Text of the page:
Rucking is an excellent workout for building muscle strength and endurance. However, it is possible to get injured if you don’t take proper precautions.

The most common rucking injuries include blisters and back pain. Fortunately, these injuries can be prevented by starting small and progressing slowly. By following these tips, you can avoid injury and train effectively for your military selection course.

1. Wear the Right Gear

Rucking is an all-around great workout that gives your body a lot of health benefits. It works your shoulders, knees, hips, hamstrings, abs, and obliques all at once, which helps prevent back injuries by strengthening the muscles that support your spine. Plus, it burns calories and builds endurance.

Having the right gear is important to prevent injury when rucking. You need a rucksack that fits you well and has comfortable straps and padding. You also need a pair of shoes designed for rucking that fit your feet and give you enough support. Rucking in the wrong footwear can lead to blisters, which are painful and can cause serious injuries if not addressed.

Finally, you need a rucksack with padded shoulder straps that ride high on your shoulders. This setup will allow you to maintain a healthy posture while rucking and keep the weight away from your neck and back.

Another tip is to make sure you drink plenty of water before, during, and after your rucking workouts. It’s also important to stretch after your workout to return your muscles to a relaxed, elongated position and improve flexibility and joint health in the long term. And don’t forget to wear sunscreen!

2. Don’t Overdo It

If you push yourself too hard while rucking, it will wear you out and increase your risk of injury. Rucking is meant to be a slow, low intensity activity. If you find yourself breathing heavily, or your knees are aching, it’s time to lighten the load. It’s best to start with a guide for beginners before attempting the activity.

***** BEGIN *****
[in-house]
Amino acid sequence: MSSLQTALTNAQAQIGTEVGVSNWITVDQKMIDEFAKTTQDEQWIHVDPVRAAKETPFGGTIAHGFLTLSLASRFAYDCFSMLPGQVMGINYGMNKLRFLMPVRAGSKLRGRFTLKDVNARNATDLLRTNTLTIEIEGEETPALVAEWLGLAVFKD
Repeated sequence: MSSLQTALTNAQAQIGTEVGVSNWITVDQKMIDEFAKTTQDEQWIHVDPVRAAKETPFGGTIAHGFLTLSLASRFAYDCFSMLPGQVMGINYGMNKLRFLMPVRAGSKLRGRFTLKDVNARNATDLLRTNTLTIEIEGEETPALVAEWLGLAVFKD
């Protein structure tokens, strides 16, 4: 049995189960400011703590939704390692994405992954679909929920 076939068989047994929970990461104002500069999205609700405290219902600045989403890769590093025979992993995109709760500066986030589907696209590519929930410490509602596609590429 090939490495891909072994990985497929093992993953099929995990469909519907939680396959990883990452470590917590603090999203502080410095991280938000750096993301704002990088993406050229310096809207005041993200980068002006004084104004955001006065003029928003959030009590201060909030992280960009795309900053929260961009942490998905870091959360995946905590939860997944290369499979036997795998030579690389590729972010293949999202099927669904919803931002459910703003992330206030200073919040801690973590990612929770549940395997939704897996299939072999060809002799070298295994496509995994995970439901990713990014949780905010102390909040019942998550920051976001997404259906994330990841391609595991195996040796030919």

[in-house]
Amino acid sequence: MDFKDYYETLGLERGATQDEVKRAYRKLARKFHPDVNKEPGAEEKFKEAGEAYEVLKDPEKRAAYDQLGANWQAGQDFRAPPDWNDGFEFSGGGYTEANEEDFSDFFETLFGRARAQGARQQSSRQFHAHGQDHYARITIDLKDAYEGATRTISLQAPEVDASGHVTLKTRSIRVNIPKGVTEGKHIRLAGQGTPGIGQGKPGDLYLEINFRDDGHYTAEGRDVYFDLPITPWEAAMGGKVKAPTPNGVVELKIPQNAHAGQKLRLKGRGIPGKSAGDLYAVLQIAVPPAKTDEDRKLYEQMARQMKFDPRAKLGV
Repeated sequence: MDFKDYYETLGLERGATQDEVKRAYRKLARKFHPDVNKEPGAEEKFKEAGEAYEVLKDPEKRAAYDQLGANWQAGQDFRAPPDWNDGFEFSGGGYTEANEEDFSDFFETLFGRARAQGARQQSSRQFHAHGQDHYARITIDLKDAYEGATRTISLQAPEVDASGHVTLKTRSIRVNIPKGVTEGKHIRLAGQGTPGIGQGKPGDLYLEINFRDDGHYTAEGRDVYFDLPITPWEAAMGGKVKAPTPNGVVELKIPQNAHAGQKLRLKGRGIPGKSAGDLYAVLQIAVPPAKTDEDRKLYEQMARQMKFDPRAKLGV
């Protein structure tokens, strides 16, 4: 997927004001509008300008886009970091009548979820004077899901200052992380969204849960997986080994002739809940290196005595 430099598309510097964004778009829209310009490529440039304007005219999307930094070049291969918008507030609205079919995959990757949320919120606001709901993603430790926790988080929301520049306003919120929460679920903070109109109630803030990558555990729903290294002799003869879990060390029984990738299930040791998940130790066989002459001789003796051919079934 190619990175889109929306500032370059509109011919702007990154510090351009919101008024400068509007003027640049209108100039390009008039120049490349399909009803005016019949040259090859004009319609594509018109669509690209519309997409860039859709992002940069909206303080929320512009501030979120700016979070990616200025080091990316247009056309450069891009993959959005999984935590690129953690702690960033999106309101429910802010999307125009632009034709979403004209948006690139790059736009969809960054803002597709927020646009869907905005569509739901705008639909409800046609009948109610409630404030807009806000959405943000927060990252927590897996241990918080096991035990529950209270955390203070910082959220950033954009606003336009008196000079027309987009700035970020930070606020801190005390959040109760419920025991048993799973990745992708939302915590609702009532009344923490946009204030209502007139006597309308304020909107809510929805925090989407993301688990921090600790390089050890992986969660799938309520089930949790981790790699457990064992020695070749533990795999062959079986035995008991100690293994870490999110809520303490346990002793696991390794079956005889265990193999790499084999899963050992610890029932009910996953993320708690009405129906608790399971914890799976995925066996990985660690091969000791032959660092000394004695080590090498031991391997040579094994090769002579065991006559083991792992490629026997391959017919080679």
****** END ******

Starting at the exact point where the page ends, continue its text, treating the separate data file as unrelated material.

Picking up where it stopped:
Linkul advises clients to start rucking with a weight that’s about 10% of their bodyweight and gradually increase it over time. He also suggests keeping the weight high up in the rucksack and close to the spine, which promotes good posture. Leaning too far forward or hunching over can add more pressure on the lower back and neck.

Rucking is a full-body workout that conditions the muscles that support the spine, build core and shoulder strength, and burns fat. It’s an excellent complement to bodyweight calisthenics and the barbell, but it doesn’t have the same stress on joints as running or powerlifting does.

Plus, it’s a great way to get outside and explore new areas with friends or training partners of varying abilities. Whether you’re planning to use rucking as part of your prepping plans or just looking for an amazing outdoor workout, give it a try! You may be surprised at how good it feels.

3. Keep Your Back Straight

Rucking is a low- to moderate-intensity cardiorespiratory activity and strength training all in one. It requires no equipment beyond a backpack and walking shoes (or running shoes) and can be done by nearly anyone who can walk.

Rucking works the core, hips and lower-body muscles as well as the shoulders. It also increases bone density in the spine and hips. Most importantly, it is a safe and effective exercise for most people regardless of age or fitness level. It is a great alternative for those who cannot run due to joint problems or arthritis.

To prevent injury, it is important to maintain proper rucking form. This includes keeping a straight, upright posture with the heaviest weights placed high on the back and close to the body. This helps distribute the load evenly across the entire torso.

Also, it is important to stretch after rucking. This helps prevent the muscles from becoming tight and shortened, which can make you more susceptible to injury in the long term. A good stretching routine should include stretches for the groin and hip flexors, the posterior chain (glutes, hamstrings), and the calves. These should be stretched before and after every rucking session.

4. Don’t Lean Forward

Ruck marching is a form of exercise that involves walking while carrying a load, usually a backpack or weighted vest. It is an important part of military and special operations training, as soldiers and operatives often carry heavy packs for long distances while executing missions.